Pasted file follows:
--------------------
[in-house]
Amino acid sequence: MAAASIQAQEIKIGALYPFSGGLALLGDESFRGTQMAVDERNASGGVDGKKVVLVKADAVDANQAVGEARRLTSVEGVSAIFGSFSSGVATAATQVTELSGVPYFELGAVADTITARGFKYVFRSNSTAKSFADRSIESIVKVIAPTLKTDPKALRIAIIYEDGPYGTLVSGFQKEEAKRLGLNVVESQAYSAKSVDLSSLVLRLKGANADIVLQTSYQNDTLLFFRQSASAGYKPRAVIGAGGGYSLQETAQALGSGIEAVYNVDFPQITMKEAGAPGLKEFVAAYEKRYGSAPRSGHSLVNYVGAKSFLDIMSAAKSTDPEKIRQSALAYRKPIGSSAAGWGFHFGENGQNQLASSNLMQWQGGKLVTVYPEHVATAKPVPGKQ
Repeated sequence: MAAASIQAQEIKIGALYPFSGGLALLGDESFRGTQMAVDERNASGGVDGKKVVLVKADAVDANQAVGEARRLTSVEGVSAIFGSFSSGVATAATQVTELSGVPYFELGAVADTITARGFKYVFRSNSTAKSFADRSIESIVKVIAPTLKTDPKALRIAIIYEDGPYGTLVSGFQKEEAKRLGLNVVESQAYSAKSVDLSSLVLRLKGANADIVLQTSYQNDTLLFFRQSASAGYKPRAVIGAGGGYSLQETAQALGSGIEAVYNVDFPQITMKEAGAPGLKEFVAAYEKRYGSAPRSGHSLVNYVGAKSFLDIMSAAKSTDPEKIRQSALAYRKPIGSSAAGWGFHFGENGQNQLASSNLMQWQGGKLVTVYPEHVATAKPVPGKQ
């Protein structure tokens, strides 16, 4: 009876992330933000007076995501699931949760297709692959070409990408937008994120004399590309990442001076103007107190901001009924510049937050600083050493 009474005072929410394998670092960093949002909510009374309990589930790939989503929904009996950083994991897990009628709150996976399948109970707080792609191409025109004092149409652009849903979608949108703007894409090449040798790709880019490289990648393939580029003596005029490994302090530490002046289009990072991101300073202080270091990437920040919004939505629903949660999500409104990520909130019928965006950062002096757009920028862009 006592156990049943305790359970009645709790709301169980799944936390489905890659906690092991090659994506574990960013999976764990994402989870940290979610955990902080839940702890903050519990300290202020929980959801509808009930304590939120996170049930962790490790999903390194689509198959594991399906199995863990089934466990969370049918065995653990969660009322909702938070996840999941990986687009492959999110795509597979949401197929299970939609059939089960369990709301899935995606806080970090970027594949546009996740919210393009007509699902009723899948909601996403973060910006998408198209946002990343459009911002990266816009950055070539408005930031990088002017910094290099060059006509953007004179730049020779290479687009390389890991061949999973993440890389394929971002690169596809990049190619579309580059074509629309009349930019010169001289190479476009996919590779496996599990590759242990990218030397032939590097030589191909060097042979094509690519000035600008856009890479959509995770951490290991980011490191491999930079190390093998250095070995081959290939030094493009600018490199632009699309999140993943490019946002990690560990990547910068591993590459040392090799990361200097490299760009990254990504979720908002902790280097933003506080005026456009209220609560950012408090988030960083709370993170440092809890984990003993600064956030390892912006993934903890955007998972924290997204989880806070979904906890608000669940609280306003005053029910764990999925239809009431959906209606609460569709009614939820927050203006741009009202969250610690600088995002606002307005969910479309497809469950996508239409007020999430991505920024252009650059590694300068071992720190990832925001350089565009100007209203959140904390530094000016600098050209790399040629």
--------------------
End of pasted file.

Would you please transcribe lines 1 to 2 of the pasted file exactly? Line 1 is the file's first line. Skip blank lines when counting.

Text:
[in-house]
Amino acid sequence: MAAASIQAQEIKIGALYPFSGGLALLGDESFRGTQMAVDERNASGGVDGKKVVLVKADAVDANQAVGEARRLTSVEGVSAIFGSFSSGVATAATQVTELSGVPYFELGAVADTITARGFKYVFRSNSTAKSFADRSIESIVKVIAPTLKTDPKALRIAIIYEDGPYGTLVSGFQKEEAKRLGLNVVESQAYSAKSVDLSSLVLRLKGANADIVLQTSYQNDTLLFFRQSASAGYKPRAVIGAGGGYSLQETAQALGSGIEAVYNVDFPQITMKEAGAPGLKEFVAAYEKRYGSAPRSGHSLVNYVGAKSFLDIMSAAKSTDPEKIRQSALAYRKPIGSSAAGWGFHFGENGQNQLASSNLMQWQGGKLVTVYPEHVATAKPVPGKQ